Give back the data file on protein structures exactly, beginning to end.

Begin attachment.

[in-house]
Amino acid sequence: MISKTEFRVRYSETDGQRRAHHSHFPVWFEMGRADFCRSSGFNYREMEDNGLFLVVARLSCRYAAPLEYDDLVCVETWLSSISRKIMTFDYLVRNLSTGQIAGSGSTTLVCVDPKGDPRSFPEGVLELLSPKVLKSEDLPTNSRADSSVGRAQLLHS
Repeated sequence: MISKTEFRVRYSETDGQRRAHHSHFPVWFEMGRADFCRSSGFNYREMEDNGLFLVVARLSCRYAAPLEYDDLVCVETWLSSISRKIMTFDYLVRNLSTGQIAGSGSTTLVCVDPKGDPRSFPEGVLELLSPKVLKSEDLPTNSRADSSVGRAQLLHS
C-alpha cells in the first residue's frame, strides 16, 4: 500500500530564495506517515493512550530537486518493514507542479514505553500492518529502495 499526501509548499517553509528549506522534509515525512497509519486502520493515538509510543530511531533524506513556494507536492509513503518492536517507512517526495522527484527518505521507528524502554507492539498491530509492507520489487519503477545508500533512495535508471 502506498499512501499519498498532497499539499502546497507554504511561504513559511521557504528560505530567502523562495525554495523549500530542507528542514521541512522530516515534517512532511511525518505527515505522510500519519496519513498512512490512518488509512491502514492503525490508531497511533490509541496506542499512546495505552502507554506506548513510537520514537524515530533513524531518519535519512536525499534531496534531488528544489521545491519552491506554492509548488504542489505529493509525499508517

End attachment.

[in-house]
Amino acid sequence: MISKTEFRVRYSETDGQRRAHHSHFPVWFEMGRADFCRSSGFNYREMEDNGLFLVVARLSCRYAAPLEYDDLVCVETWLSSISRKIMTFDYLVRNLSTGQIAGSGSTTLVCVDPKGDPRSFPEGVLELLSPKVLKSEDLPTNSRADSSVGRAQLLHS
Repeated sequence: MISKTEFRVRYSETDGQRRAHHSHFPVWFEMGRADFCRSSGFNYREMEDNGLFLVVARLSCRYAAPLEYDDLVCVETWLSSISRKIMTFDYLVRNLSTGQIAGSGSTTLVCVDPKGDPRSFPEGVLELLSPKVLKSEDLPTNSRADSSVGRAQLLHS
C-alpha cells in the first residue's frame, strides 16, 4: 500500500530564495506517515493512550530537486518493514507542479514505553500492518529502495 499526501509548499517553509528549506522534509515525512497509519486502520493515538509510543530511531533524506513556494507536492509513503518492536517507512517526495522527484527518505521507528524502554507492539498491530509492507520489487519503477545508500533512495535508471 502506498499512501499519498498532497499539499502546497507554504511561504513559511521557504528560505530567502523562495525554495523549500530542507528542514521541512522530516515534517512532511511525518505527515505522510500519519496519513498512512490512518488509512491502514492503525490508531497511533490509541496506542499512546495505552502507554506506548513510537520514537524515530533513524531518519535519512536525499534531496534531488528544489521545491519552491506554492509548488504542489505529493509525499508517